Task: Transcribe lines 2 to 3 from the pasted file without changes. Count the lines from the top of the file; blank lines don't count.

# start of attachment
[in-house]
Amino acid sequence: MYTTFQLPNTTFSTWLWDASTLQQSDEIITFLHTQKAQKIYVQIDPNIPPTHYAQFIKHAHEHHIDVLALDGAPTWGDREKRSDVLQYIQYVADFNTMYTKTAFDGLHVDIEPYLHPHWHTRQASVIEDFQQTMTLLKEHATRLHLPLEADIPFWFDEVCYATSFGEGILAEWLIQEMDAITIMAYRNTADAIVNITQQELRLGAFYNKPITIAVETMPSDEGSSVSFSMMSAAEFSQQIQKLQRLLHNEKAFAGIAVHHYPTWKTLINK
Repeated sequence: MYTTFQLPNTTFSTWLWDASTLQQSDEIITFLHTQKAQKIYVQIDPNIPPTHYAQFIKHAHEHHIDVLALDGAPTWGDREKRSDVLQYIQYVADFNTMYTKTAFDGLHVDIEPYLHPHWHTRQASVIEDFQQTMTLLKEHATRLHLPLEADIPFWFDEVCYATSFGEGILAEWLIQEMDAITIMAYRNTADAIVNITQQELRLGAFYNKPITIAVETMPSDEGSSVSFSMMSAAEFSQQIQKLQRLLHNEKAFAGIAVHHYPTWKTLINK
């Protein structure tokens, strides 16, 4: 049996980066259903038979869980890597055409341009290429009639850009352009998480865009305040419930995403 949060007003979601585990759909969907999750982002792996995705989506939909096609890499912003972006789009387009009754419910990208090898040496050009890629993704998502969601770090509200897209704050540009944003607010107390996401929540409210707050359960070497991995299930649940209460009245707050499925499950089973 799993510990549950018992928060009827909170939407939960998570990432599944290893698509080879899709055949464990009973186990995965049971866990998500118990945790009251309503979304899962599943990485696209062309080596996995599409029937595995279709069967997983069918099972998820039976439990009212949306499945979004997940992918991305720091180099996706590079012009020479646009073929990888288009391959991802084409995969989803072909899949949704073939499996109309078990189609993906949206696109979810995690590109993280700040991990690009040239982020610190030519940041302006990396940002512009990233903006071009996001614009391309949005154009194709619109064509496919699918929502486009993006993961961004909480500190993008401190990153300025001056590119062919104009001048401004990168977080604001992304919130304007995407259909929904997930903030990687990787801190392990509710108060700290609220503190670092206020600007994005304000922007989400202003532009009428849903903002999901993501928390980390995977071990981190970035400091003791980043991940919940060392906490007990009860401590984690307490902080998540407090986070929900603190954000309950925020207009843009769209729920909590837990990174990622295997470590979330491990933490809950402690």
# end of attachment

Amino acid sequence: MYTTFQLPNTTFSTWLWDASTLQQSDEIITFLHTQKAQKIYVQIDPNIPPTHYAQFIKHAHEHHIDVLALDGAPTWGDREKRSDVLQYIQYVADFNTMYTKTAFDGLHVDIEPYLHPHWHTRQASVIEDFQQTMTLLKEHATRLHLPLEADIPFWFDEVCYATSFGEGILAEWLIQEMDAITIMAYRNTADAIVNITQQELRLGAFYNKPITIAVETMPSDEGSSVSFSMMSAAEFSQQIQKLQRLLHNEKAFAGIAVHHYPTWKTLINK
Repeated sequence: MYTTFQLPNTTFSTWLWDASTLQQSDEIITFLHTQKAQKIYVQIDPNIPPTHYAQFIKHAHEHHIDVLALDGAPTWGDREKRSDVLQYIQYVADFNTMYTKTAFDGLHVDIEPYLHPHWHTRQASVIEDFQQTMTLLKEHATRLHLPLEADIPFWFDEVCYATSFGEGILAEWLIQEMDAITIMAYRNTADAIVNITQQELRLGAFYNKPITIAVETMPSDEGSSVSFSMMSAAEFSQQIQKLQRLLHNEKAFAGIAVHHYPTWKTLINK